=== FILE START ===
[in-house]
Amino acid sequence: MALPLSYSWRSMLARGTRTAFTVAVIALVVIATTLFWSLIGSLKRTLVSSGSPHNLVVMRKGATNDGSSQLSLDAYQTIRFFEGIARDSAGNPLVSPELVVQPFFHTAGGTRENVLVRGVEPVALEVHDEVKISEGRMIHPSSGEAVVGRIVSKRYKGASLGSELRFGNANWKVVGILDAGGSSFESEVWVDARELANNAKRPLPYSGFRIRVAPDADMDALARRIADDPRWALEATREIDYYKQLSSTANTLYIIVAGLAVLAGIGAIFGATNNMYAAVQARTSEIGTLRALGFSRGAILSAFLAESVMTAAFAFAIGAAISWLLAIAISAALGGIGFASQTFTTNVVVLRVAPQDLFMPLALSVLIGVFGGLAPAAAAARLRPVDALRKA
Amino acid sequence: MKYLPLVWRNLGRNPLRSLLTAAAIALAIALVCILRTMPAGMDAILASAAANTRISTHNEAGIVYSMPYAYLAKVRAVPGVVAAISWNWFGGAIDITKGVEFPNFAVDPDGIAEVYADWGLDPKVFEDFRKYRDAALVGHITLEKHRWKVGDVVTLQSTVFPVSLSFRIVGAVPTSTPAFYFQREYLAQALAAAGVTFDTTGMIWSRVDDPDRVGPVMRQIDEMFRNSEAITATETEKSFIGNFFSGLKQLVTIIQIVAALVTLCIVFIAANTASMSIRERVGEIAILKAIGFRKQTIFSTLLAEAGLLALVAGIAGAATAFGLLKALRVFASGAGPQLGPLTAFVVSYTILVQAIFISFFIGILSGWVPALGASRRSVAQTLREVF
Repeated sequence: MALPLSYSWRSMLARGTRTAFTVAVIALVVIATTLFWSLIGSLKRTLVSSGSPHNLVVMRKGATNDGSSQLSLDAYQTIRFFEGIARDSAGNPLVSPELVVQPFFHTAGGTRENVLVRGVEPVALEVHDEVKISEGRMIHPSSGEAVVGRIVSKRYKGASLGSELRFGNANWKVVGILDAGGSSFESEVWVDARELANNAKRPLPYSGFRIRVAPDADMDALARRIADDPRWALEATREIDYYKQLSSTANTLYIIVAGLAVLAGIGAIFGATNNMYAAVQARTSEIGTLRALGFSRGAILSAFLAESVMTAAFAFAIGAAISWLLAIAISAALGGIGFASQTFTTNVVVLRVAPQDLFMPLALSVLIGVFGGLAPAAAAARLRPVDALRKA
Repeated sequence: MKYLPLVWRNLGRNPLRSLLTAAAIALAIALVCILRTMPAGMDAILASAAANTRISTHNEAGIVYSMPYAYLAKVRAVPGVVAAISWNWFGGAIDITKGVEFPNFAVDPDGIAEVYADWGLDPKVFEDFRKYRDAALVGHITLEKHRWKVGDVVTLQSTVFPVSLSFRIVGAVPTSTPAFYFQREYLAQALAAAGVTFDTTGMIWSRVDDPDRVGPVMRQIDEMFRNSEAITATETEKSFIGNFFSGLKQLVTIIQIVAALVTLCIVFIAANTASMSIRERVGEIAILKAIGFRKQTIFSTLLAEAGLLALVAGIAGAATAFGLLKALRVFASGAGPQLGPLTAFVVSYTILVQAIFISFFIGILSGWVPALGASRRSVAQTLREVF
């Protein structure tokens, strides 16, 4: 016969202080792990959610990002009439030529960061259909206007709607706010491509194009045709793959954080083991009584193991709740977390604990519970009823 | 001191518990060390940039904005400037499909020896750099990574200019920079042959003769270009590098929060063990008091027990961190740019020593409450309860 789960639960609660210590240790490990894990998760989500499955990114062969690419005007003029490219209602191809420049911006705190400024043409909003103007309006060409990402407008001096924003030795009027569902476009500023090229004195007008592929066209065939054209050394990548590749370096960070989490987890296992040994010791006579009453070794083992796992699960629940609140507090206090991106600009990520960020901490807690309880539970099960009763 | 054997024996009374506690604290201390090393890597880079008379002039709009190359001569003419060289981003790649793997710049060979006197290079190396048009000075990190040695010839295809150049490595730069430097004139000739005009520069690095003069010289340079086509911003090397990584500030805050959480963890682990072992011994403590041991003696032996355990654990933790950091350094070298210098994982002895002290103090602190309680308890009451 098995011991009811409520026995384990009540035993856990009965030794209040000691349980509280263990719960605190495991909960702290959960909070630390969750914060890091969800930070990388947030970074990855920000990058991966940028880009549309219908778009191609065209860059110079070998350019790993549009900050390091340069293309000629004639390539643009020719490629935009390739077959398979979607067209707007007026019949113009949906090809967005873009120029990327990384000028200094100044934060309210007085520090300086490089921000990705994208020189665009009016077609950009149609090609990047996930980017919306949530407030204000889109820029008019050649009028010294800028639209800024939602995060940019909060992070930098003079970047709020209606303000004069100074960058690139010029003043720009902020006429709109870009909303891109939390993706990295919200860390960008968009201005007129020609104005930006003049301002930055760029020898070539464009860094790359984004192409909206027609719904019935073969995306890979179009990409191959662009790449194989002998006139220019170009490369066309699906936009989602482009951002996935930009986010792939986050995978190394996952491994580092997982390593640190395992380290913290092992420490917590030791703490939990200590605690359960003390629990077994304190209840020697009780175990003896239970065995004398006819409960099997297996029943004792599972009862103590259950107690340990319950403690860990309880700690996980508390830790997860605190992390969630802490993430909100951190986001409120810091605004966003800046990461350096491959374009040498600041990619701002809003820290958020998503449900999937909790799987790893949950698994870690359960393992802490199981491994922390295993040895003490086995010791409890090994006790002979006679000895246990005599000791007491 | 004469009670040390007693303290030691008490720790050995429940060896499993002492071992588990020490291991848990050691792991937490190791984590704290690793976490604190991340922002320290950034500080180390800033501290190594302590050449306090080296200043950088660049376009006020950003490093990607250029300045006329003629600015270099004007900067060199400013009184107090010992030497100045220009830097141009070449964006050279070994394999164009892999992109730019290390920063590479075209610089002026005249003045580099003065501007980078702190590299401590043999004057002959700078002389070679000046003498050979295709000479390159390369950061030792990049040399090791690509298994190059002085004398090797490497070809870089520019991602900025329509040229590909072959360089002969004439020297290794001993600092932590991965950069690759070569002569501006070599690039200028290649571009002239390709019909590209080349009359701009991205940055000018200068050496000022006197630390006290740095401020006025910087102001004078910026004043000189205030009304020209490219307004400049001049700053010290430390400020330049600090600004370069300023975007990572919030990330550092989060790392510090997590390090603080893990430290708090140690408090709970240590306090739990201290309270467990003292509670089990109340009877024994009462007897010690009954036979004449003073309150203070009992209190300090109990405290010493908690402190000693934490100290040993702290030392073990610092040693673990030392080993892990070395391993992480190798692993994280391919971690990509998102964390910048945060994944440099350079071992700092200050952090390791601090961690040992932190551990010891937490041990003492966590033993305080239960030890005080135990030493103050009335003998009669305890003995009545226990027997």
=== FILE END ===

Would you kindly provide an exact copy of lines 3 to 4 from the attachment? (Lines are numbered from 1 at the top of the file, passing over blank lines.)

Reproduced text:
Amino acid sequence: MKYLPLVWRNLGRNPLRSLLTAAAIALAIALVCILRTMPAGMDAILASAAANTRISTHNEAGIVYSMPYAYLAKVRAVPGVVAAISWNWFGGAIDITKGVEFPNFAVDPDGIAEVYADWGLDPKVFEDFRKYRDAALVGHITLEKHRWKVGDVVTLQSTVFPVSLSFRIVGAVPTSTPAFYFQREYLAQALAAAGVTFDTTGMIWSRVDDPDRVGPVMRQIDEMFRNSEAITATETEKSFIGNFFSGLKQLVTIIQIVAALVTLCIVFIAANTASMSIRERVGEIAILKAIGFRKQTIFSTLLAEAGLLALVAGIAGAATAFGLLKALRVFASGAGPQLGPLTAFVVSYTILVQAIFISFFIGILSGWVPALGASRRSVAQTLREVF
Repeated sequence: MALPLSYSWRSMLARGTRTAFTVAVIALVVIATTLFWSLIGSLKRTLVSSGSPHNLVVMRKGATNDGSSQLSLDAYQTIRFFEGIARDSAGNPLVSPELVVQPFFHTAGGTRENVLVRGVEPVALEVHDEVKISEGRMIHPSSGEAVVGRIVSKRYKGASLGSELRFGNANWKVVGILDAGGSSFESEVWVDARELANNAKRPLPYSGFRIRVAPDADMDALARRIADDPRWALEATREIDYYKQLSSTANTLYIIVAGLAVLAGIGAIFGATNNMYAAVQARTSEIGTLRALGFSRGAILSAFLAESVMTAAFAFAIGAAISWLLAIAISAALGGIGFASQTFTTNVVVLRVAPQDLFMPLALSVLIGVFGGLAPAAAAARLRPVDALRKA